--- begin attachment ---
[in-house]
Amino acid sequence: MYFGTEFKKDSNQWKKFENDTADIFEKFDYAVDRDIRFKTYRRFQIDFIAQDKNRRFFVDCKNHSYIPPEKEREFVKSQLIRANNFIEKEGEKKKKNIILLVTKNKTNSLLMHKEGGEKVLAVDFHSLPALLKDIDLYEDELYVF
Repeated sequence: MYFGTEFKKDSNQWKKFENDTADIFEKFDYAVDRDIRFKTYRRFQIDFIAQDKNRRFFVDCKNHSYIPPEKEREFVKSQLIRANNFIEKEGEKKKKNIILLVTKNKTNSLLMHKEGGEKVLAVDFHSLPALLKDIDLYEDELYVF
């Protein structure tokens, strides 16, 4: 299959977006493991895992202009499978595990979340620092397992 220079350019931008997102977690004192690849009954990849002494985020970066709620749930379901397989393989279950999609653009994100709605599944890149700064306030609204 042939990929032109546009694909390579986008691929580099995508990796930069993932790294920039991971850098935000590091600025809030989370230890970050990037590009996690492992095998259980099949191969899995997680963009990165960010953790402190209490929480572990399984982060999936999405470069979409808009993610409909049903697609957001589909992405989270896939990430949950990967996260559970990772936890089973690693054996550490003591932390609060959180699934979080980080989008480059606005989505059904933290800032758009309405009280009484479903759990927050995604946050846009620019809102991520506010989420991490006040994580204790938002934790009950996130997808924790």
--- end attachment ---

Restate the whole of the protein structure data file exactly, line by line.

[in-house]
Amino acid sequence: MYFGTEFKKDSNQWKKFENDTADIFEKFDYAVDRDIRFKTYRRFQIDFIAQDKNRRFFVDCKNHSYIPPEKEREFVKSQLIRANNFIEKEGEKKKKNIILLVTKNKTNSLLMHKEGGEKVLAVDFHSLPALLKDIDLYEDELYVF
Repeated sequence: MYFGTEFKKDSNQWKKFENDTADIFEKFDYAVDRDIRFKTYRRFQIDFIAQDKNRRFFVDCKNHSYIPPEKEREFVKSQLIRANNFIEKEGEKKKKNIILLVTKNKTNSLLMHKEGGEKVLAVDFHSLPALLKDIDLYEDELYVF
């Protein structure tokens, strides 16, 4: 299959977006493991895992202009499978595990979340620092397992 220079350019931008997102977690004192690849009954990849002494985020970066709620749930379901397989393989279950999609653009994100709605599944890149700064306030609204 042939990929032109546009694909390579986008691929580099995508990796930069993932790294920039991971850098935000590091600025809030989370230890970050990037590009996690492992095998259980099949191969899995997680963009990165960010953790402190209490929480572990399984982060999936999405470069979409808009993610409909049903697609957001589909992405989270896939990430949950990967996260559970990772936890089973690693054996550490003591932390609060959180699934979080980080989008480059606005989505059904933290800032758009309405009280009484479903759990927050995604946050846009620019809102991520506010989420991490006040994580204790938002934790009950996130997808924790």